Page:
Iron-carbon phase diagram

12/07/2021
The iron-carbon phase diagram describes the iron-carbon system of alloys containing up to 6.67% of carbon, describe the phases compositions and their transformations occurring with the alloys during their cooling or heating.
Carbon content 6.67% corresponds to the fixed composition of the iron carbide Fe3C.

The diagram is presented in the picture:

Picture14

The following phases are involved in the transformation, occurring with iron-carbon alloys:
  • L - Liquid solution of carbon in iron;
The maximum concentration of carbon in δ-ferrite is 0.09% at 1493ºC – temperature of the peritectic transformation.
The crystal structure of δ-ferrite is BCC (cubic body-centred). Austenite has FCC (cubic face centred) crystal structure, permitting high solubility of carbon – up to 2.06% at 1147 ºC.
Austenite does not exist below 723ºC and the maximum carbon concentration at this temperature is 0.83%.
  • a-ferrite – solid solution of carbon in α-iron.
a-ferrite has a BCC crystal structure and low solubility of carbon – up to 0.025% at 723ºC.
α-ferrite exists at room temperature.
  • Cementite – iron carbide, intermetallic compound, having fixed composition Fe3C.
Cementite is a hard and brittle substance, influencing the properties of steel and cast irons.
The following phase transformations occur with iron-carbon alloys:
 
Alloys, containing up to 0.51% of carbon, start solidification with the formation of crystals of δ-ferrite. Carbon content in δ-ferrite increases up to 0.09% in course solidification, and at 1493ºC remaining liquid phase and δ-ferrite perform a Peritectic transformation, resulting in the formation of austenite.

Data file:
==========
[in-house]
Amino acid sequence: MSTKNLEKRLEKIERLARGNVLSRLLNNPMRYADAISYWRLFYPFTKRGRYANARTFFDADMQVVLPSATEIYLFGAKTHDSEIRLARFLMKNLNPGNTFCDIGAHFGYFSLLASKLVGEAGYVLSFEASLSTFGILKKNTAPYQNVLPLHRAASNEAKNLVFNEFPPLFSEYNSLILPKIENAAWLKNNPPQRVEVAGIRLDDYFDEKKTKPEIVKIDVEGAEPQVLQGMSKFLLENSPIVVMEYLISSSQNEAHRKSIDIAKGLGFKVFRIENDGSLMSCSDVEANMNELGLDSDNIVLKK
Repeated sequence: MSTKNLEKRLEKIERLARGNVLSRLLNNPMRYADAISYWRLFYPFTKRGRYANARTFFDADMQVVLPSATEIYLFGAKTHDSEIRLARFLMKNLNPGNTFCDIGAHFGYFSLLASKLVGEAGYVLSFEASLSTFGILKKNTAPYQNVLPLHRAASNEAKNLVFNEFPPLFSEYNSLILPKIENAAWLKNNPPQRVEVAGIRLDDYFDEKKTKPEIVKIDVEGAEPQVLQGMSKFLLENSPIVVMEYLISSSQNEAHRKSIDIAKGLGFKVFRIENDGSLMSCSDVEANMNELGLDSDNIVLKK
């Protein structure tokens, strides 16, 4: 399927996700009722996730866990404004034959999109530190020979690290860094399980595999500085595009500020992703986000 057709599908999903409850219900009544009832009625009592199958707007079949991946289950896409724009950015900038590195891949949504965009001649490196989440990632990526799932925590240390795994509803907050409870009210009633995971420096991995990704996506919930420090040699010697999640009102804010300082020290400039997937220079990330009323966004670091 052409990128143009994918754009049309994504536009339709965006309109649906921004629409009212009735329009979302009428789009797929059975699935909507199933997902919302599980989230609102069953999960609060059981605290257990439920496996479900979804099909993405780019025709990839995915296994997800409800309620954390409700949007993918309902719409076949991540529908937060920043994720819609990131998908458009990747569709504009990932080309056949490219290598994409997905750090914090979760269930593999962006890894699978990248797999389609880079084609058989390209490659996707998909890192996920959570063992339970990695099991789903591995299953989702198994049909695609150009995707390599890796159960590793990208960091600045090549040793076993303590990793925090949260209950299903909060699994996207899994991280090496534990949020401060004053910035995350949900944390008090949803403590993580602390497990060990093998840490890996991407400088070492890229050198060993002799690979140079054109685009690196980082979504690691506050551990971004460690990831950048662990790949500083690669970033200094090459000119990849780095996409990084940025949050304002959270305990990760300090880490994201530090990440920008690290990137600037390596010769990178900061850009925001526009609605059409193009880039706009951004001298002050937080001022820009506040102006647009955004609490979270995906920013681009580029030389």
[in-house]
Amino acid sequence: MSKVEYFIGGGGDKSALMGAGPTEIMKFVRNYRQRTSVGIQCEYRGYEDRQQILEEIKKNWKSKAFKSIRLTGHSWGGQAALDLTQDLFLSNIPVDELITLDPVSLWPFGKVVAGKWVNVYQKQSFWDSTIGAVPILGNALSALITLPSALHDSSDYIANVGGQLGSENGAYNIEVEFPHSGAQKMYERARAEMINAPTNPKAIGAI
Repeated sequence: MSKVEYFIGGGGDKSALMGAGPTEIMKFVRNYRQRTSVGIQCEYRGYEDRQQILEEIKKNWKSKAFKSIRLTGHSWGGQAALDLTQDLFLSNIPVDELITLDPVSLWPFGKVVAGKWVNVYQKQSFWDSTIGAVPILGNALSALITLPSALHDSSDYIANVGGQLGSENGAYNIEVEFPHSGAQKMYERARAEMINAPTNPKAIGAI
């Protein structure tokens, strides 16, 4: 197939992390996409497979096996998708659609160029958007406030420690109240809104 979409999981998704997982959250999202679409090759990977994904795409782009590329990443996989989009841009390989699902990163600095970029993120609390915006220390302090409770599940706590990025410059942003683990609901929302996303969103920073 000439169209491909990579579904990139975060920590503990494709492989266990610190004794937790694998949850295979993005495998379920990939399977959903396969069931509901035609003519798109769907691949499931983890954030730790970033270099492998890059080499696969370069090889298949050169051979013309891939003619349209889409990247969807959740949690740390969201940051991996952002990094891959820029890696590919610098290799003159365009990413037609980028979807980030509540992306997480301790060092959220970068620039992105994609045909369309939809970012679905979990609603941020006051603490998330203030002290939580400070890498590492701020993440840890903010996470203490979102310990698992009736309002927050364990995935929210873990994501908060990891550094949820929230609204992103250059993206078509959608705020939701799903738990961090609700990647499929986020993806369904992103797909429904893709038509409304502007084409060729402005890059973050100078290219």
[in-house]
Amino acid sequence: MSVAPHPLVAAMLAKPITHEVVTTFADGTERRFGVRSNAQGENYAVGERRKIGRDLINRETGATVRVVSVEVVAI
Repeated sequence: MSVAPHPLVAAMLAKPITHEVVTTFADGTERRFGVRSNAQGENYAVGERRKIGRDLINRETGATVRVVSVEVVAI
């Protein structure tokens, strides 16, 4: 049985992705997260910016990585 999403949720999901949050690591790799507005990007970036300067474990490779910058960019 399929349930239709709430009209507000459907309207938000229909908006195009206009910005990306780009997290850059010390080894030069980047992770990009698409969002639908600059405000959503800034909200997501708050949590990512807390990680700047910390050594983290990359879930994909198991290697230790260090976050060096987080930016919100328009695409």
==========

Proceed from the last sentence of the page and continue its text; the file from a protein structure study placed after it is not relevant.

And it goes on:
Alloys, containing carbon more than 0.51%, but less than 2.06%, form primary austenite crystals at the beginning of solidification and when the temperature reaches the curve ACM primary cementite starts to form.
Iron-carbon alloys, containing up to 2.06% of carbon, are called steels.
Alloys, containing from 2.06 to 6.67% of carbon, experience eutectic transformation at 1147 ºC. The eutectic concentration of carbon is 4.3%.
In practice, only hypoeutectic alloys are used. These alloys (carbon content from 2.06% to 4.3%) are called cast irons. When the temperature of an alloy from this range reaches 1147 ºC, it contains primary austenite crystals and some amount of the liquid phase. The latter decomposes by the eutectic mechanism to a fine mixture of austenite and cementite, called Ledeburite.
All iron-carbon alloys (steels and cast irons) experience eutectoid transformation at 723ºC. The eutectoid concentration of carbon is 0.83%.
When the temperature of an alloy reaches 733ºC, austenite transforms to pearlite (fine ferrite-cementite structure, forming as a result of decomposition of austenite at slow cooling conditions).
 
Critical temperatures
· Upper critical temperature (point) A3 is the temperature, below which ferrite starts to form as a result of ejection from austenite in the hypereutectoid alloys.
· Upper critical temperature (point) ACM is the temperature, below which cementite starts to form as a result of ejection from austenite in the hypereutectoid alloys.
· Lower critical temperature (point) A1 is the temperature of the austenite-to-pearlite eutectoid transformation. Below this temperature austenite does not exist.
· Magnetic transformation temperature A2 is the temperature below which α-ferrite is ferromagnetic.
Phase compositions of the iron-carbon alloys at room temperature
· Hypoeutectoid steels (carbon content from 0 to 0.83%) consist of primary (pro eutectoid) ferrite (according to the curve A3) and pearlite.
· Eutectoid steel (carbon content 0.83%) entirely consists of pearlite.
· Hypereutectoid steels (carbon content from 0.83 to 2.06%) consist of primary (pro eutectoid) cementite (according to the curve ACM) and pearlite.
· Cast irons (carbon content from 2.06% to 4.3%) consist of pro eutectoid cementite C2 ejected from austenite according to the curve ACM, pearlite and transformed Lefebure (ledeburite in which austenite transformed to pearlite).



 

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